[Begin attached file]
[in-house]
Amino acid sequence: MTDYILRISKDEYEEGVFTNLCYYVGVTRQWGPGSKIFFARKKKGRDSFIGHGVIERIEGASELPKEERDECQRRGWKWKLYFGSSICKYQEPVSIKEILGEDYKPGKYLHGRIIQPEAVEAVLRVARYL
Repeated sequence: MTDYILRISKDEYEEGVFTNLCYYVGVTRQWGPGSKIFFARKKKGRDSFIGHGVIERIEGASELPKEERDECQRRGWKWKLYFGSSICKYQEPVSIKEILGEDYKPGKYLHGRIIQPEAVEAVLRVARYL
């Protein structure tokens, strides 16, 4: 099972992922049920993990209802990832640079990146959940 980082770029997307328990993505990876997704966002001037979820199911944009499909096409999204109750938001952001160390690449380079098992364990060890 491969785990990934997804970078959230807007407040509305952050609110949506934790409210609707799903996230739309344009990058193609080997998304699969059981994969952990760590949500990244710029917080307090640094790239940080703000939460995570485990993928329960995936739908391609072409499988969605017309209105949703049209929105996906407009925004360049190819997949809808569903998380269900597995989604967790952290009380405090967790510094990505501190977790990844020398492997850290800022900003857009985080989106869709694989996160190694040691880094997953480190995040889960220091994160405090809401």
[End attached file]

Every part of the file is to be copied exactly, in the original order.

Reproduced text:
[in-house]
Amino acid sequence: MTDYILRISKDEYEEGVFTNLCYYVGVTRQWGPGSKIFFARKKKGRDSFIGHGVIERIEGASELPKEERDECQRRGWKWKLYFGSSICKYQEPVSIKEILGEDYKPGKYLHGRIIQPEAVEAVLRVARYL
Repeated sequence: MTDYILRISKDEYEEGVFTNLCYYVGVTRQWGPGSKIFFARKKKGRDSFIGHGVIERIEGASELPKEERDECQRRGWKWKLYFGSSICKYQEPVSIKEILGEDYKPGKYLHGRIIQPEAVEAVLRVARYL
């Protein structure tokens, strides 16, 4: 099972992922049920993990209802990832640079990146959940 980082770029997307328990993505990876997704966002001037979820199911944009499909096409999204109750938001952001160390690449380079098992364990060890 491969785990990934997804970078959230807007407040509305952050609110949506934790409210609707799903996230739309344009990058193609080997998304699969059981994969952990760590949500990244710029917080307090640094790239940080703000939460995570485990993928329960995936739908391609072409499988969605017309209105949703049209929105996906407009925004360049190819997949809808569903998380269900597995989604967790952290009380405090967790510094990505501190977790990844020398492997850290800022900003857009985080989106869709694989996160190694040691880094997953480190995040889960220091994160405090809401």